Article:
How the lack of constraints killed the quality of Star Wars 21 Jul 2005
43 comments Latest by John
Constraints drive innovation and forces focus. They are to be embraced, not removed. That’s one of the points we’re pushing in the Building of Basecamp workshops. To explain the need of constraints, I’ve used the decline of quality in the Star Wars movies as an example. A couple of weeks ago, I found the following comment on Slashdot, which boiled down my argument down to a single spot-on paragraph:
No the problem is money. Lucas has way too much of it. Especially for the first film [New Hope] there was a severe budget crunch. They were limited in both money and time. I think this forces a film team to make decisions that in the long run are good for the film. If you have no boundaries, you are more likely to throw in little bits that really have no business being in the movie. If you are limited, you are forced to trim the fat and leave the good bits. With the prequels, Lucas had no limits. He effectively had infinite money and time in which to make these films. As a result he wasn’t forced to REALLY think about which parts worked to help the film and which didn’t.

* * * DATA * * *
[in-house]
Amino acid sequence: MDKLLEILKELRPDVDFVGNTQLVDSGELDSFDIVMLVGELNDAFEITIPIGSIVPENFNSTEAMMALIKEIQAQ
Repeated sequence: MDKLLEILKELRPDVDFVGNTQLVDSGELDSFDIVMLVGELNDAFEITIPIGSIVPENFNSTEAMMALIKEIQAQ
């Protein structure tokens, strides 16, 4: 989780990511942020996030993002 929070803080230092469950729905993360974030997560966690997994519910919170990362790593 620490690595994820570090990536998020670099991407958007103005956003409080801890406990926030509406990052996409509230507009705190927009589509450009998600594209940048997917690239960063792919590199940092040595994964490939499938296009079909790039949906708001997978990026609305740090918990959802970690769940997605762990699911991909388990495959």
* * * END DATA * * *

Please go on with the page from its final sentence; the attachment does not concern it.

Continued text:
Constraints are a unique advantage that small teams have over the big guys. Less money, less time, less people. Don’t be too eager to relieve yourself of these advantages through VC money, long release cycles, and quick hires.